If the enrollment trends continue as they have for the past five years, the University of Saskatchewan can expect approximately 20,000 students to enroll in 2015-16, a staggering figure when compared to only 70 students in 1909-10, the university’s inaugural year.
Student enrollment is not the only department seeing a progressive increase in its numbers over the years, as tuition rates also eclipse their century-old counterparts. According to the U of S Archives, a full year of tuition for the College of Arts and Science in 1910 was only $30 compared to approximately $6,500 in 2015. The increase in both enrollment and tuition fees, however, also brings about an increase in new student services, activities and opportunities.
Patti McDougall, vice provost teaching and learning, is eager to reveal all that the university has to offer its new and returning students in the year ahead.
“Every year I get really excited about the changes we are going to see at the U of S, and this year we have got a new president coming in, in October; we have got a lot of activity with regard to classroom renewal, we’ve got a new facility opening; change is what keeps us moving forward,” McDougall said.
There are several new initiatives to be excited about, according to McDougall, including the all-new capacity to create your student ID online, which will help with avoiding lineups and streamlining the orientation process.
Other initiatives that will return this year include various colleges’ official ceremonies, which welcome new students into the department and their future profession, such as the White Coat Ceremony in the College of Medicine and the Hard Hat Ceremony in the College of Engineering, among others.
With the new year also comes the new U of S Students’ Union and Graduate Students’ Association executive teams, both of which work to actively represent and advocate for students’ well being.
“I’m really excited about the USSU and the GSA we have this year. They’re strong, they’re ready to go and what that means is that we have already begun working together in order to create a successful year,” McDougall said. “I have been very lucky to have been able to work with strong student leadership over the past couple of years and I’m thinking this year is looking really bright in that regard.”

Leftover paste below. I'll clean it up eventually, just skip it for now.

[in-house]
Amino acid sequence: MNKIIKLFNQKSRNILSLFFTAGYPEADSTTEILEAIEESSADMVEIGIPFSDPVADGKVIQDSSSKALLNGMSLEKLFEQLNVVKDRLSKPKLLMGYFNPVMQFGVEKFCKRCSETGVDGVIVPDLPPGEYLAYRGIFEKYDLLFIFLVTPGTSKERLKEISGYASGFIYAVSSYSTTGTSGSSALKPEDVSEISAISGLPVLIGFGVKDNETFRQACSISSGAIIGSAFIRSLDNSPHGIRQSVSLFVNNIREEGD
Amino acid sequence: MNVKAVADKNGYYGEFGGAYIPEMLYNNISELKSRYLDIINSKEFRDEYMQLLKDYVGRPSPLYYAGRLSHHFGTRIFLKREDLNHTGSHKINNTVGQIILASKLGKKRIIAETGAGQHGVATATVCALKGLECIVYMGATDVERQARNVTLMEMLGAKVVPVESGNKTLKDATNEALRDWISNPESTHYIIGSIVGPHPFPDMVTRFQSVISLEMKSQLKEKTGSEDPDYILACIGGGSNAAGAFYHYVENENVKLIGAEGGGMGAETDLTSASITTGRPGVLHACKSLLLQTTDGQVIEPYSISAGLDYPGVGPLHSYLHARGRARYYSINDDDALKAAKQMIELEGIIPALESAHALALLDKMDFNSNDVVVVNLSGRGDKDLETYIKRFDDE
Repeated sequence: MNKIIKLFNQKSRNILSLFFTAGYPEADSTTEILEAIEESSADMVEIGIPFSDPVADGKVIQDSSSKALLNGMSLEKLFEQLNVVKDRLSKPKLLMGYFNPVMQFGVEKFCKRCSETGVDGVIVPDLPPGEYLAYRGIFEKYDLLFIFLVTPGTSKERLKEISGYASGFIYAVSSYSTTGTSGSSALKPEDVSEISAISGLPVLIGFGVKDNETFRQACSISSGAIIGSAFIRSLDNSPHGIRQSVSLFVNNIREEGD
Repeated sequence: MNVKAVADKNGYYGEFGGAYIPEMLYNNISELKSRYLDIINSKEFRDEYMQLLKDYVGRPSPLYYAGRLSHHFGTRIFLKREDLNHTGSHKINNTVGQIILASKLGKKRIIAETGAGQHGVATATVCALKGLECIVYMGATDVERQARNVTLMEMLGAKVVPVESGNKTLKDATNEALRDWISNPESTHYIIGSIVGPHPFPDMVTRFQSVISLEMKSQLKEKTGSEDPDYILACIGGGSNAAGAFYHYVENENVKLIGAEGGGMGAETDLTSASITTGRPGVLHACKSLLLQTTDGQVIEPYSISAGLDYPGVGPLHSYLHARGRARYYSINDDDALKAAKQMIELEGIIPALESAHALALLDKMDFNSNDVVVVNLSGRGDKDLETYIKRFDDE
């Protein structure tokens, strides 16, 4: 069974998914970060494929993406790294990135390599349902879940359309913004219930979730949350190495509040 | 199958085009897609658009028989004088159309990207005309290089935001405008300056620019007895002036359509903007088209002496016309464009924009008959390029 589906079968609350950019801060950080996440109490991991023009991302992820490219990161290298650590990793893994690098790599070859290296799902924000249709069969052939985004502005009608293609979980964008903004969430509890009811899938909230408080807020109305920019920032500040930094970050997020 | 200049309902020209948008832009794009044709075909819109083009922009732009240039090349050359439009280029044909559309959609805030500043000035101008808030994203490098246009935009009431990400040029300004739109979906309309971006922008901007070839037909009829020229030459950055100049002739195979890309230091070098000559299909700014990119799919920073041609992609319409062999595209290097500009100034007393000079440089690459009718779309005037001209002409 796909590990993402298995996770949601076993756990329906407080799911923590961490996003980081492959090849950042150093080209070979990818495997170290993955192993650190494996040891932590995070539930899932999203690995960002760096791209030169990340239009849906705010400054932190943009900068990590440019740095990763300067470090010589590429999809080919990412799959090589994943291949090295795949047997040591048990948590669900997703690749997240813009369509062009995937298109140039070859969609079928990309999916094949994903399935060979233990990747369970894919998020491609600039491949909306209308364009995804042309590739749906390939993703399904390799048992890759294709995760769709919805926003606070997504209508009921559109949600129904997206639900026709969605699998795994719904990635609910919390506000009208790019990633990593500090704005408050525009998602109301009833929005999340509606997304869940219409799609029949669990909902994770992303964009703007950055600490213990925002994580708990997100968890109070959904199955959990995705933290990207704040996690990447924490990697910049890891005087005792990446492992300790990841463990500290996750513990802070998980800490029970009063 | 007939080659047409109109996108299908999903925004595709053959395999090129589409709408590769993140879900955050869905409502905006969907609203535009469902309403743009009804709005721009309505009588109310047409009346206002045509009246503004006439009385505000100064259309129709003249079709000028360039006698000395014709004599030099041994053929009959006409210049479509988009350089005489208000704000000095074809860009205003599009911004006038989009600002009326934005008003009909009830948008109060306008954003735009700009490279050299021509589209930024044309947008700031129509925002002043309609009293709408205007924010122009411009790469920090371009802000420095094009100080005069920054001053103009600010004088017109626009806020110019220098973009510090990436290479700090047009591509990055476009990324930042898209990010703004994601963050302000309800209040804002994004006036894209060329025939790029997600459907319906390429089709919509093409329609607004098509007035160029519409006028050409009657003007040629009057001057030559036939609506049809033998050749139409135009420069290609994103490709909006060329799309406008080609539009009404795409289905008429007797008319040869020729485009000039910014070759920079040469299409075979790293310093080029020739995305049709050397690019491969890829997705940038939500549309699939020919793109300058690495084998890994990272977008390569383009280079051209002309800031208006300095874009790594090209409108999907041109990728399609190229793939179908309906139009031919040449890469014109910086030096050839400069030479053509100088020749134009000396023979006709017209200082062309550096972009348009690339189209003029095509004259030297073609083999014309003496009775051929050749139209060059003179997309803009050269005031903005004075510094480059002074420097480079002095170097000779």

McDougall also plays a role in what the university refers to as its strategic enrollment management.
“The way the university manages enrollment, it’s not just about recruiting and how many people we can bring in, it’s also about the entire student life-cycle, and it’s about retaining students and it’s about the programs that are offered,” she said.
In an effort to offset tuition and enrollment increases, McDougall notes that the university is always reviewing student funding at the graduate and undergraduate level.
“We did a big project last year to look at grad funding and to determine how we compare to other universities. We always compare ourselves to other institutions in what we call the U15, Canada’s top discovery-led institutions, so student funding is always a top project there.”
Along with the anticipated opening of the Gordon Oakes-Red Bear Student Centre this year and new initiatives surrounding mental health and sexual assault awareness, McDougall is also looking forward to working with incoming U of S president, Peter Stoicheff.
“He’s an amazing leader, an extremely intelligent man. I think he knows the U of S really well. I think he really has what it takes to lead the institution and he’ll have the support of the community,” McDougall said.
Although McDougall insists there is almost an excess of initiatives and events to experience this year, with orientation week just around the corner she wanted to provide new students with this parting advice:
“If you come to the university and you attend your classes and you get on the bus to go home or you walk home and that’s it, you’re really missing opportunities. You’re missing opportunities to experience the full U of S context.”
Image: Jeremy Britz/Graphics Editor